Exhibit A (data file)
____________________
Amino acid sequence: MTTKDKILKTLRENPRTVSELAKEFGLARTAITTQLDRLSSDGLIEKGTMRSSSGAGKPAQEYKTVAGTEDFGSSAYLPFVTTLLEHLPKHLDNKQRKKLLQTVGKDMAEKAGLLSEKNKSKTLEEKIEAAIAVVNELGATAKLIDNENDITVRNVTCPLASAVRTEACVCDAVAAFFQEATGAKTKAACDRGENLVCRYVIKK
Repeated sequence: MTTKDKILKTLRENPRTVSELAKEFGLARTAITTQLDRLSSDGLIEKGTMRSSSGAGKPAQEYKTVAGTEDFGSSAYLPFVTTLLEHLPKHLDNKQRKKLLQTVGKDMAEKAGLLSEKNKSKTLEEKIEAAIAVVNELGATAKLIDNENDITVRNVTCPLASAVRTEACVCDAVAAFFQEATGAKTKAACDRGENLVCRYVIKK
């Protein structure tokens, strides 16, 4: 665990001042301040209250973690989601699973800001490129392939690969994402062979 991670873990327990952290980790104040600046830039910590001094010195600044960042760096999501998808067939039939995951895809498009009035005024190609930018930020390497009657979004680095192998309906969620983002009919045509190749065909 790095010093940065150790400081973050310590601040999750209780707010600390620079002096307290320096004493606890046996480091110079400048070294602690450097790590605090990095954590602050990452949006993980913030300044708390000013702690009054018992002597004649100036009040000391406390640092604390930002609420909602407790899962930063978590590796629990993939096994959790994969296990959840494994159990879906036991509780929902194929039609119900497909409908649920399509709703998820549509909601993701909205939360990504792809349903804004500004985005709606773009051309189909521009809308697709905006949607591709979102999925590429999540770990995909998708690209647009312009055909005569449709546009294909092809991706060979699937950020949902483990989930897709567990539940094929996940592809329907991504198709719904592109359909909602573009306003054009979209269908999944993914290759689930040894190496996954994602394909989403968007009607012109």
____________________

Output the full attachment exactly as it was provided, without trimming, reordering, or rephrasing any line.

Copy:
Amino acid sequence: MTTKDKILKTLRENPRTVSELAKEFGLARTAITTQLDRLSSDGLIEKGTMRSSSGAGKPAQEYKTVAGTEDFGSSAYLPFVTTLLEHLPKHLDNKQRKKLLQTVGKDMAEKAGLLSEKNKSKTLEEKIEAAIAVVNELGATAKLIDNENDITVRNVTCPLASAVRTEACVCDAVAAFFQEATGAKTKAACDRGENLVCRYVIKK
Repeated sequence: MTTKDKILKTLRENPRTVSELAKEFGLARTAITTQLDRLSSDGLIEKGTMRSSSGAGKPAQEYKTVAGTEDFGSSAYLPFVTTLLEHLPKHLDNKQRKKLLQTVGKDMAEKAGLLSEKNKSKTLEEKIEAAIAVVNELGATAKLIDNENDITVRNVTCPLASAVRTEACVCDAVAAFFQEATGAKTKAACDRGENLVCRYVIKK
């Protein structure tokens, strides 16, 4: 665990001042301040209250973690989601699973800001490129392939690969994402062979 991670873990327990952290980790104040600046830039910590001094010195600044960042760096999501998808067939039939995951895809498009009035005024190609930018930020390497009657979004680095192998309906969620983002009919045509190749065909 790095010093940065150790400081973050310590601040999750209780707010600390620079002096307290320096004493606890046996480091110079400048070294602690450097790590605090990095954590602050990452949006993980913030300044708390000013702690009054018992002597004649100036009040000391406390640092604390930002609420909602407790899962930063978590590796629990993939096994959790994969296990959840494994159990879906036991509780929902194929039609119900497909409908649920399509709703998820549509909601993701909205939360990504792809349903804004500004985005709606773009051309189909521009809308697709905006949607591709979102999925590429999540770990995909998708690209647009312009055909005569449709546009294909092809991706060979699937950020949902483990989930897709567990539940094929996940592809329907991504198709719904592109359909909602573009306003054009979209269908999944993914290759689930040894190496996954994602394909989403968007009607012109």